We really didn’t plan on it, but we’ve spent a good deal of time visiting the ruins of early Native American settlements. Most of the sites we’ve visited date back roughly 1,000 years and most seem to have been abandoned sometime around 1300. No one really knows why. It may have been drought or hostile neighbors or disease or something else. In any case, after living in these locations for hundreds of years, they disappeared. And they left some fairly sophisticated structures behind.
Primarily farmers and traders, these people started with small housing units and then added more as the population increased. By the time they left, some of these settlements were quite large and built high into adjoining cliff walls.
I think Montezuma Castle is my favorite location (so far), mostly because of its grand structure. However, as the Rangers like to tell you, the name is a bit misleading. It clearly isn’t a castle, and Montezuma was never here.
Tuzigoot is also interesting. First, it’s pronounced TUZI – WOODT (the “g” is silent). Second, the name “Tuzigoot” has absolutely nothing to do with the original occupants. The name was coined by the workers who restored this site back in the 1930’s. When the site was first located there was nothing here but piles of rocks. Archaeologists had to determine the size and location of individual structures by examining artifacts that had been left behind. I’m not sure how they did all that but they’re apparently fairly confident that they got it right.
Walnut Canyon is located near Flagstaff, AZ, and sits in a very steep canyon. Most of the housing area is about halfway up the side of the canyon and sits in what I would consider a precarious location. A creek flowed at the bottom and must have been extremely difficult to reach, especially during the winter (Flagstaff very definitely has 4 seasons). I’m only guessing, but there must have been numerous accidents resulting in immediate death or broken bones. And broken bones could certainly have been a death sentence for these people.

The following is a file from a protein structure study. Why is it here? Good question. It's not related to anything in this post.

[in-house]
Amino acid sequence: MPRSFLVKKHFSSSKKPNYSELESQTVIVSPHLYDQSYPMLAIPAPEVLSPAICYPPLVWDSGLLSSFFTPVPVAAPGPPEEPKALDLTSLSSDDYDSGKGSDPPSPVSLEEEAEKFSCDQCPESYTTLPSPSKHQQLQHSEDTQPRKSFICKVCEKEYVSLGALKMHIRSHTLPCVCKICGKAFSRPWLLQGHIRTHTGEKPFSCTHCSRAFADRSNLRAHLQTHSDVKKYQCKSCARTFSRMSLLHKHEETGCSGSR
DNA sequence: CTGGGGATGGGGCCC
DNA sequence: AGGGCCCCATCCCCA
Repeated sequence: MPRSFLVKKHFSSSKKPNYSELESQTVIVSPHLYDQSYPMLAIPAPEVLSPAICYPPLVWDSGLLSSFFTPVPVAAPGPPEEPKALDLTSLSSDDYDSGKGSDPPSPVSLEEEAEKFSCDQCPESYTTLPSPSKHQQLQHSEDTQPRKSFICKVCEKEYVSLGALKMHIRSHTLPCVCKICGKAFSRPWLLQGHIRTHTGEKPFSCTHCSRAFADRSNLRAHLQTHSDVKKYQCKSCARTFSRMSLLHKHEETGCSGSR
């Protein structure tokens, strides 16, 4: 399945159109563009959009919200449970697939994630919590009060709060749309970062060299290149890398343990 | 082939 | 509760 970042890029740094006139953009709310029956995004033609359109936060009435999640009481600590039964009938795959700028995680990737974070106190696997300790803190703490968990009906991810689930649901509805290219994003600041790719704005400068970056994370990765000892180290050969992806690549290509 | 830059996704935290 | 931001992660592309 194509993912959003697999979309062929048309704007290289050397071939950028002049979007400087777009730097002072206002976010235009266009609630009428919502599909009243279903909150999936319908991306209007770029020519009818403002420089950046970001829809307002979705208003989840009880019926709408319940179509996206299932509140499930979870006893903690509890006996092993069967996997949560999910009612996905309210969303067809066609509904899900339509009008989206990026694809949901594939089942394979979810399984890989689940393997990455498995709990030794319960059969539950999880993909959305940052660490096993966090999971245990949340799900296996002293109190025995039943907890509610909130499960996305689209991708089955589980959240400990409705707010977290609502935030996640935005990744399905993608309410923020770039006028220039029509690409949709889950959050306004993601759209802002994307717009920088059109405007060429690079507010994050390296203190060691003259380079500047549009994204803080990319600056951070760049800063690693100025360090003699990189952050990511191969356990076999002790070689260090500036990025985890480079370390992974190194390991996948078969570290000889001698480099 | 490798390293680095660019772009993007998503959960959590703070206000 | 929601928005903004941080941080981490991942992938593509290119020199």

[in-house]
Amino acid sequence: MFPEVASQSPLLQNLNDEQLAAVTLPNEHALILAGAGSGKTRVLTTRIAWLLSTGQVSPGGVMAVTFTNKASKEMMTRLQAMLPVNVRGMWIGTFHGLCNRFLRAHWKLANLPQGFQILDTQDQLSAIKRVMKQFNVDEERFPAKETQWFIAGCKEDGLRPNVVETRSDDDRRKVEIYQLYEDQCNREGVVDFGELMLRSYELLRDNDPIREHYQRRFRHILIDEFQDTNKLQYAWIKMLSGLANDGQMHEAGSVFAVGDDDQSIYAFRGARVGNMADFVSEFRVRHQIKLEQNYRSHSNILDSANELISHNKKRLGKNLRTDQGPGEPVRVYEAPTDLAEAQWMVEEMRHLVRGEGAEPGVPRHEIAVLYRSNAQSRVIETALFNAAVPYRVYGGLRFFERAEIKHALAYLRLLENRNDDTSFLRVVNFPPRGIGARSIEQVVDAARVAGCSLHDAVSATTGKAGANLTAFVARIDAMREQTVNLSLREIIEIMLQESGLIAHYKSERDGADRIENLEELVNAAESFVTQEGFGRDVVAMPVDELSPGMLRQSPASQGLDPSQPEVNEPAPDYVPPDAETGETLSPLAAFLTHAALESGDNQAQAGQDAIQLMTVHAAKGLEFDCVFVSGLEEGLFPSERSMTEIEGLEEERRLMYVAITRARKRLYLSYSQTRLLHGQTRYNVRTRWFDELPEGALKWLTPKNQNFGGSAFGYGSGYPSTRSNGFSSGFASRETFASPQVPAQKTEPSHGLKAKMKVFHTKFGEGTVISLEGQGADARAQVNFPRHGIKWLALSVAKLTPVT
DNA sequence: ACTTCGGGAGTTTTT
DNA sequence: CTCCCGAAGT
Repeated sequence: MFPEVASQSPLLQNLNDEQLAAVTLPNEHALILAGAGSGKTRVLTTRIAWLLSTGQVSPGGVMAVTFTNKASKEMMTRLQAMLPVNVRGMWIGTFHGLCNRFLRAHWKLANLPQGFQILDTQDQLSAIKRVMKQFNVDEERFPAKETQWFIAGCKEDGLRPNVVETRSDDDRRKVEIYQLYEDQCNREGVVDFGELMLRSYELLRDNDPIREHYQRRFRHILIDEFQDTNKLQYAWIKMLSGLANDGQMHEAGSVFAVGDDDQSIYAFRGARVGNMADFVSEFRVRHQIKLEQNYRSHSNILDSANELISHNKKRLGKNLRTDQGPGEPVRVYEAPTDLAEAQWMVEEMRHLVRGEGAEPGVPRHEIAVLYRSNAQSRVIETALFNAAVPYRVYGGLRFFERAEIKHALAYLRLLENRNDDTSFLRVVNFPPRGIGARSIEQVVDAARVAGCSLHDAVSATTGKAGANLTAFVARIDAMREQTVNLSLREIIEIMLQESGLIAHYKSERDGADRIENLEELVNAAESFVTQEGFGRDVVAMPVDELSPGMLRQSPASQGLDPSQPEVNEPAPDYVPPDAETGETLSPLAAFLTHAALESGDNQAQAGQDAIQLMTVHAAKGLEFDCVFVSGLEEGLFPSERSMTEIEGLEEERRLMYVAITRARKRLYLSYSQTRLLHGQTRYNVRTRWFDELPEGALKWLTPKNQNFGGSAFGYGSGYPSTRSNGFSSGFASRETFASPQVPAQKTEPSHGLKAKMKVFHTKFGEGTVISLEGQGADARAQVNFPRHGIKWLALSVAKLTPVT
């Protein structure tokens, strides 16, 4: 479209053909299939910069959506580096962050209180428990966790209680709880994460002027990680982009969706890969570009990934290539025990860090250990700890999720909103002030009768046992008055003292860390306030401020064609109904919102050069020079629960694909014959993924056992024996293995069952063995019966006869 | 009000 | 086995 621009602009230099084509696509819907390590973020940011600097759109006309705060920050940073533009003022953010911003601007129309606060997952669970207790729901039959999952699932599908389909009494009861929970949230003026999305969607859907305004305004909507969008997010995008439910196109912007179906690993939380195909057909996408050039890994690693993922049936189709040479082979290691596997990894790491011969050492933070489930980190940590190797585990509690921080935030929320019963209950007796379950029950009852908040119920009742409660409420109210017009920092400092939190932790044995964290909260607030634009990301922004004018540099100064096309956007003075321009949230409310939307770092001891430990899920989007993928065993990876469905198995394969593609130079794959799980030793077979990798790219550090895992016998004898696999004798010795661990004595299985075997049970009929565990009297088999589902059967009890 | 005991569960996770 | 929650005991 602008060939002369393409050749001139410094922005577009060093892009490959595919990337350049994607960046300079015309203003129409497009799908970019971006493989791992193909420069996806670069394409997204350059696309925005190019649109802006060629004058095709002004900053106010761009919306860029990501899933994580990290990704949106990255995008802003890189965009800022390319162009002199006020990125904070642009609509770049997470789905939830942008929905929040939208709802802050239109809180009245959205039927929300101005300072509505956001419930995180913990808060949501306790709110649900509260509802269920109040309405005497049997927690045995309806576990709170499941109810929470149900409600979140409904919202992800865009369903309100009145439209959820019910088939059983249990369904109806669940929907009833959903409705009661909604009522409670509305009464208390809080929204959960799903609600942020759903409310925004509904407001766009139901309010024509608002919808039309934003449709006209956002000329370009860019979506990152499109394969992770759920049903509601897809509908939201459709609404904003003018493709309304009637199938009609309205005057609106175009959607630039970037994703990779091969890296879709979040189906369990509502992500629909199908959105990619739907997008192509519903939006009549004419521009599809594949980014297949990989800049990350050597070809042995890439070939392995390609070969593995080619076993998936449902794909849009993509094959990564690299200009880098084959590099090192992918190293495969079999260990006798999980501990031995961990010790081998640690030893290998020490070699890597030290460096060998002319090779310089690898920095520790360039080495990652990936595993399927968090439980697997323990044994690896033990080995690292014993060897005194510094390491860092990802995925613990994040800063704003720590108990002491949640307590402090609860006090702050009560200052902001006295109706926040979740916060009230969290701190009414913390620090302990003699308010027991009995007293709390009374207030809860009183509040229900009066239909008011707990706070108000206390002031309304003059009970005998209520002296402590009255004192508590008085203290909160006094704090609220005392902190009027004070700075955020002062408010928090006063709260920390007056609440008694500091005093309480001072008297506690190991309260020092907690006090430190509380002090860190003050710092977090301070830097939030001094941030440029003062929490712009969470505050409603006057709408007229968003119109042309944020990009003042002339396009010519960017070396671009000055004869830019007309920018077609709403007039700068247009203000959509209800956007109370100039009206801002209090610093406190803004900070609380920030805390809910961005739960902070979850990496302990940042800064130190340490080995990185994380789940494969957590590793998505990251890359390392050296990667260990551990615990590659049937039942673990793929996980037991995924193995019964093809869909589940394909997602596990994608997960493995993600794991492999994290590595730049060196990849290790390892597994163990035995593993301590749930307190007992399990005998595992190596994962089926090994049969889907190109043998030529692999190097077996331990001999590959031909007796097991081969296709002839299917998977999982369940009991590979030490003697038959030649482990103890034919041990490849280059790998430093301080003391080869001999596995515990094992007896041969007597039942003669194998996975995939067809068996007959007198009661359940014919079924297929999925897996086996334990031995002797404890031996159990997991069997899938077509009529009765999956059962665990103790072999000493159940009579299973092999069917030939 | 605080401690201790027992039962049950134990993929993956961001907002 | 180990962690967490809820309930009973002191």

The above image was taken from the inside of one of these small dwellings. I was sitting along the back wall of a room that’s maybe 10 feet by 15 feet. The roof of these houses was a natural alcove that can be seen at the top of the picture. The opposite side of the canyon is clearly visible, although the steepness of the drop outside the doorway is hidden.
For me, it is difficult to comprehend the fact that these people lived and flourished generations before the Europeans arrived. While they looked a lot like us and probably experienced much of the same joys and tragedies of life, they were very different. Or perhaps it would be more correct to say that it is us who have become very different types of humans. Most of us wouldn’t survive this life, at least not for very long. And personally, I’m not sure that we’re headed in a better direction. Heck, at this moment I’m sitting in a hotel room in Las Vegas typing on a computer. I wonder what these cliff-dwellers would think of that?